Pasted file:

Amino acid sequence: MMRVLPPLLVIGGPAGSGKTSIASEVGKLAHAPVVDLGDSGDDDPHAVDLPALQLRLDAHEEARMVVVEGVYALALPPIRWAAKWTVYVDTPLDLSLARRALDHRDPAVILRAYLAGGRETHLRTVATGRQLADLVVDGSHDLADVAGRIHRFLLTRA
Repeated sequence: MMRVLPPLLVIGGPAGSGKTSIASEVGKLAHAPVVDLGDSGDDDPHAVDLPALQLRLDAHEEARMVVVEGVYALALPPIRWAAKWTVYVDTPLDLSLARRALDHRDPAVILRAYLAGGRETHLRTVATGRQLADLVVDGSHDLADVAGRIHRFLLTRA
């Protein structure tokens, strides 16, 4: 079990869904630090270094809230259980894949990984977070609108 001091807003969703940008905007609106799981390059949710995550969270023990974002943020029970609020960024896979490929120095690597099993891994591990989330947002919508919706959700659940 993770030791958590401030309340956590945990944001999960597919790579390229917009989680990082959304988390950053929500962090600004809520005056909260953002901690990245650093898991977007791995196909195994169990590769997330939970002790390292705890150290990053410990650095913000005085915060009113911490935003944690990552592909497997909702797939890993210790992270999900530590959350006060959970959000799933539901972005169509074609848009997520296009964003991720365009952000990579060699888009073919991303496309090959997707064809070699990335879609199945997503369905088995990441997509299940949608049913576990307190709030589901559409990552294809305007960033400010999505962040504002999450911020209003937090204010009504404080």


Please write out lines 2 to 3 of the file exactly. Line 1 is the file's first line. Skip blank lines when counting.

Repeated sequence: MMRVLPPLLVIGGPAGSGKTSIASEVGKLAHAPVVDLGDSGDDDPHAVDLPALQLRLDAHEEARMVVVEGVYALALPPIRWAAKWTVYVDTPLDLSLARRALDHRDPAVILRAYLAGGRETHLRTVATGRQLADLVVDGSHDLADVAGRIHRFLLTRA
């Protein structure tokens, strides 16, 4: 079990869904630090270094809230259980894949990984977070609108 001091807003969703940008905007609106799981390059949710995550969270023990974002943020029970609020960024896979490929120095690597099993891994591990989330947002919508919706959700659940 993770030791958590401030309340956590945990944001999960597919790579390229917009989680990082959304988390950053929500962090600004809520005056909260953002901690990245650093898991977007791995196909195994169990590769997330939970002790390292705890150290990053410990650095913000005085915060009113911490935003944690990552592909497997909702797939890993210790992270999900530590959350006060959970959000799933539901972005169509074609848009997520296009964003991720365009952000990579060699888009073919991303496309090959997707064809070699990335879609199945997503369905088995990441997509299940949608049913576990307190709030589901559409990552294809305007960033400010999505962040504002999450911020209003937090204010009504404080």